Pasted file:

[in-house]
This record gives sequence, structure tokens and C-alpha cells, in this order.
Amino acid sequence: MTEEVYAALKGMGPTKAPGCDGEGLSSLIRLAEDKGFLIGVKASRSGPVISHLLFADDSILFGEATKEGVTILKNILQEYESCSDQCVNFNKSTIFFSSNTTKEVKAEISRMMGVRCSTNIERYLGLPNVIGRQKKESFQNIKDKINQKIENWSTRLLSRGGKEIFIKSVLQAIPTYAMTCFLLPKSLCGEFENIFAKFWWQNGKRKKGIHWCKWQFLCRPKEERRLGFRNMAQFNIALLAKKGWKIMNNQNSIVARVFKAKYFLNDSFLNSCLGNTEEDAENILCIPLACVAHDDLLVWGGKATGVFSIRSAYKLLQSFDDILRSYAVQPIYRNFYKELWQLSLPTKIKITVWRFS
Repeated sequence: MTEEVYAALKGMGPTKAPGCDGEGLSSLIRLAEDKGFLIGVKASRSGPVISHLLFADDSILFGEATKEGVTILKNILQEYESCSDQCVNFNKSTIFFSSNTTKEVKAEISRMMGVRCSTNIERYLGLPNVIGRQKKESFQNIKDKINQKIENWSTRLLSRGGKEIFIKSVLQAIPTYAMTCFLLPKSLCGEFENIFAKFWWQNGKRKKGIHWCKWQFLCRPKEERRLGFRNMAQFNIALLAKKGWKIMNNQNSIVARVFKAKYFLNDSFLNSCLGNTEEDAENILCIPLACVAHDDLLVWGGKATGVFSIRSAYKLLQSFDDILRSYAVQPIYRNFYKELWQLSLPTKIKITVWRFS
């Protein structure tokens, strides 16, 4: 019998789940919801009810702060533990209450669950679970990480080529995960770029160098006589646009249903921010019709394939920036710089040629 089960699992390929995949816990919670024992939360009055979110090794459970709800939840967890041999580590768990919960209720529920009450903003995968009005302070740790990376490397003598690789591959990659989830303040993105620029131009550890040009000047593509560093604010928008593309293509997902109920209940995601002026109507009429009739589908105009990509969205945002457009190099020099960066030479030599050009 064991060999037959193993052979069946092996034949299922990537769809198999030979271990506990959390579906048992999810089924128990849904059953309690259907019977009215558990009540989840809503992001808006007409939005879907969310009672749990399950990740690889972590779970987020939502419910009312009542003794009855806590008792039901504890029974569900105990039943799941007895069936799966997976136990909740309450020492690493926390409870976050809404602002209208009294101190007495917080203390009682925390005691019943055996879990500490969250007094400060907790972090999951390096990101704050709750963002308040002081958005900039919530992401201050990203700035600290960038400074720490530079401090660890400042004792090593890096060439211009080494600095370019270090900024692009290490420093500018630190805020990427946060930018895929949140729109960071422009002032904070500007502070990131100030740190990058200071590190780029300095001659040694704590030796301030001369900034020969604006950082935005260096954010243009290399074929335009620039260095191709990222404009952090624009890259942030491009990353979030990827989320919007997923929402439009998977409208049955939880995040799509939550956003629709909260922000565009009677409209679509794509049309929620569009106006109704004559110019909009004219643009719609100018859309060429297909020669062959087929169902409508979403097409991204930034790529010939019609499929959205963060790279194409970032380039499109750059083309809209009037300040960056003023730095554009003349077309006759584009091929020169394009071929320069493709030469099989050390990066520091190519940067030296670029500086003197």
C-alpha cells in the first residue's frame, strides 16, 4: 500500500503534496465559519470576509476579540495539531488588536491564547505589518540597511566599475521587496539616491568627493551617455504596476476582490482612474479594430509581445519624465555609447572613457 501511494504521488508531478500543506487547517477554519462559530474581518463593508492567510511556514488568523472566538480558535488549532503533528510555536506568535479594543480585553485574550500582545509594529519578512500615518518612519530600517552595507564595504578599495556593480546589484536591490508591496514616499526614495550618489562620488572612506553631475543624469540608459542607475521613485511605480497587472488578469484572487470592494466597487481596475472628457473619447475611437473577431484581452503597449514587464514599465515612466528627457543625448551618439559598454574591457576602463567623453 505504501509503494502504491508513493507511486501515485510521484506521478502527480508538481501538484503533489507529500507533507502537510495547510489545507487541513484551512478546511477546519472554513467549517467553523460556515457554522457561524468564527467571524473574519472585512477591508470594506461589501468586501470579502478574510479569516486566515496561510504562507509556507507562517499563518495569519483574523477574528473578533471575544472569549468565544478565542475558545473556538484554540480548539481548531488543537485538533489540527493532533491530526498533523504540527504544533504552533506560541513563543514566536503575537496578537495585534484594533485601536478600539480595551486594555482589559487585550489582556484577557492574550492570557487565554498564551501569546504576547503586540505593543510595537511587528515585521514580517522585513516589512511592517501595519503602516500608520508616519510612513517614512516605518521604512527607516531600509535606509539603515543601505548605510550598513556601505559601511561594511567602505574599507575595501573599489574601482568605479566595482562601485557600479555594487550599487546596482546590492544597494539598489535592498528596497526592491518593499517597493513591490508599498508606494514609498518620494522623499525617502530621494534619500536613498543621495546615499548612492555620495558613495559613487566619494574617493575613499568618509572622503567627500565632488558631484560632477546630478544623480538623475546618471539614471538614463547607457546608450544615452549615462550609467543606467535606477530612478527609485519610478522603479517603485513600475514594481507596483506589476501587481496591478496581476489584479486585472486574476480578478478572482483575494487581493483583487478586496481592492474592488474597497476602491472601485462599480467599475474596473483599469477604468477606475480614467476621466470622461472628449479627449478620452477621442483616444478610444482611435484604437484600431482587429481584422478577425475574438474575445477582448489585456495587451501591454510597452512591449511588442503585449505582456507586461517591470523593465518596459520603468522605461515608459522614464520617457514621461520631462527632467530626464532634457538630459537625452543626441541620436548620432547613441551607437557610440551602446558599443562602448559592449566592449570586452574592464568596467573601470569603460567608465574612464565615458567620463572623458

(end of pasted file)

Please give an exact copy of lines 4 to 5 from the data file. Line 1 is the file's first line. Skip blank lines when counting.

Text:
Repeated sequence: MTEEVYAALKGMGPTKAPGCDGEGLSSLIRLAEDKGFLIGVKASRSGPVISHLLFADDSILFGEATKEGVTILKNILQEYESCSDQCVNFNKSTIFFSSNTTKEVKAEISRMMGVRCSTNIERYLGLPNVIGRQKKESFQNIKDKINQKIENWSTRLLSRGGKEIFIKSVLQAIPTYAMTCFLLPKSLCGEFENIFAKFWWQNGKRKKGIHWCKWQFLCRPKEERRLGFRNMAQFNIALLAKKGWKIMNNQNSIVARVFKAKYFLNDSFLNSCLGNTEEDAENILCIPLACVAHDDLLVWGGKATGVFSIRSAYKLLQSFDDILRSYAVQPIYRNFYKELWQLSLPTKIKITVWRFS
């Protein structure tokens, strides 16, 4: 019998789940919801009810702060533990209450669950679970990480080529995960770029160098006589646009249903921010019709394939920036710089040629 089960699992390929995949816990919670024992939360009055979110090794459970709800939840967890041999580590768990919960209720529920009450903003995968009005302070740790990376490397003598690789591959990659989830303040993105620029131009550890040009000047593509560093604010928008593309293509997902109920209940995601002026109507009429009739589908105009990509969205945002457009190099020099960066030479030599050009 064991060999037959193993052979069946092996034949299922990537769809198999030979271990506990959390579906048992999810089924128990849904059953309690259907019977009215558990009540989840809503992001808006007409939005879907969310009672749990399950990740690889972590779970987020939502419910009312009542003794009855806590008792039901504890029974569900105990039943799941007895069936799966997976136990909740309450020492690493926390409870976050809404602002209208009294101190007495917080203390009682925390005691019943055996879990500490969250007094400060907790972090999951390096990101704050709750963002308040002081958005900039919530992401201050990203700035600290960038400074720490530079401090660890400042004792090593890096060439211009080494600095370019270090900024692009290490420093500018630190805020990427946060930018895929949140729109960071422009002032904070500007502070990131100030740190990058200071590190780029300095001659040694704590030796301030001369900034020969604006950082935005260096954010243009290399074929335009620039260095191709990222404009952090624009890259942030491009990353979030990827989320919007997923929402439009998977409208049955939880995040799509939550956003629709909260922000565009009677409209679509794509049309929620569009106006109704004559110019909009004219643009719609100018859309060429297909020669062959087929169902409508979403097409991204930034790529010939019609499929959205963060790279194409970032380039499109750059083309809209009037300040960056003023730095554009003349077309006759584009091929020169394009071929320069493709030469099989050390990066520091190519940067030296670029500086003197």